Vagal Nerve and Limbic System Regulation
The vagus nerve runs from the base of your brain, down your neck and then branches out in the chest, to your heart and stretches all the way down to the rest of your body and major organs.
This nerve has long been thought of as a "remarkable internal sensory system" as it works to regulate things like:
This nerve is a major pathway of communication to the brain and carries an extensive range of signals from our digestive system and organs to the brain and vice versa.
The most important function of the vagus nerve is afferent, bringing information from the inner organs (gut, liver, heart, and lungs) to the brain.
This suggests that the inner organs are major sources of sensory information to the brain and the vagal nerve is how they communicate.
The vagal nerves represent the main component of the parasympathetic nervous system, a whopping 75% of our parasympathetic nerves in our PSNS are vagal nerves and they connect to major organs and assist in regulation of our mood, immune responses, digestion, and heart rate.
The parasympathetic nervous system is a subdivision of the autonomic nervous system (ANS) which regulates the bodily functions which are outside of our voluntary control, therefore being automatic.
You may know it as “rest and digest” because it’s the system that provides us with relaxation once an emergency or high stress situation has passed. When stressed, the PSNS triggers the necessary responses in order to return the body to homeostasis.
One of these responses is the release of acetylcholine (Ach).
ACh is a neurotransmitter that plays a role in muscle movement, thinking, working memory, and other aspects of the brain. ACh binds to nicotinic and muscarinic receptors and stimulates muscle contractions in the parasympathetic nervous system. Low levels have been associated with memory impairment and brain disorders.
If your parasympathetic nervous system is never being activated due to chronic stress either being sent from
1) chronically inflamed organs constantly sending stress signals to the brain
2) life/emotions/stress constantly sending stress signals to the brain
then your vagus nerve is also never being activated and your body isn’t releasing ACh.
Without an active PSNS, the body will be in a consistent state of elevated stress responses and the regulation of our everyday bodily processes will be dysfunctional, such as being unable to digest food or control our bladder.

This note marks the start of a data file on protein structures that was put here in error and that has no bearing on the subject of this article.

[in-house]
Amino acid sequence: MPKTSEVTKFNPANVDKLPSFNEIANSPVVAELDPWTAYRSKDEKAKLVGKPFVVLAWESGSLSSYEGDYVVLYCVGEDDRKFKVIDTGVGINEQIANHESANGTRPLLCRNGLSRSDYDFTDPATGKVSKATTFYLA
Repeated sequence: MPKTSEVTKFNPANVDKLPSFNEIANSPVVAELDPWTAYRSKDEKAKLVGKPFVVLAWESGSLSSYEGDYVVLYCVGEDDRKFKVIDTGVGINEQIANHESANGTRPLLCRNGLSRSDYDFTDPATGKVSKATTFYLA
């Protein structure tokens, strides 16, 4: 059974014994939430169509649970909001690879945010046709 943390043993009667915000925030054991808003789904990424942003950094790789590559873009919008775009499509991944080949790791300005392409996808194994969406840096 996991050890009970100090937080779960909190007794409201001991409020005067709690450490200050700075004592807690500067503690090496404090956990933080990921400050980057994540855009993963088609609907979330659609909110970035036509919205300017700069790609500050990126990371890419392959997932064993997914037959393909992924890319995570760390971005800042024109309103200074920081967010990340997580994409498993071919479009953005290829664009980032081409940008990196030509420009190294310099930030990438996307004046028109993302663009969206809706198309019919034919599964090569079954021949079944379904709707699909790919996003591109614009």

The PSNS, therefore, plays a vital role in both physical and mental health through helping the body to calm down from stress reactions that can cause adverse effects such as elevating blood pressure.
Low vagal tone is associated with:
Poor emotional regulation
Used as a measurement for a person's sensitivity to stress
Meanwhile, a healthy vagal tone is associated with the opposite: positive emotions and psychological balance and studies show that high vagal nerve activity predicts better cancer prognosis
Vagal Nerve Stimulation
Singing, literally just singing your favorite songs, humming, chanting, etc.
Cold Exposure (2 min cold shower)
Walking in nature
Anything that relaxes you
Gut microorganisms can also activate the vagus nerve
If the nerves in this system are damaged, this can interfere with messages being sent between the brain and organs such as the heart, blood vessels and sweat glands. If the PSNS is under active it may result in symptoms such as having constantly high blood pressure and heart rate. This is because the parasympathetic is unable to function properly to calm down the body after times of stress and if left unchecked it can cause an array of different issues including:
Ø Digestive issues
Ø Bladder dysfunction
Ø Abnormal sweating
Ø Lack of pupillary response
Ø Lack of salivation
Ø Bowel issues
Ø Being unable to control internal body temperature.
Ø Visual problems, e.g. blurriness
If we want our vagus nerve to send positive signals back to the brain we need to elicit positive reactions in our vital organs, meaning taking the time to heal vital bodily systems so they no longer continue to send out distress signals to the brain.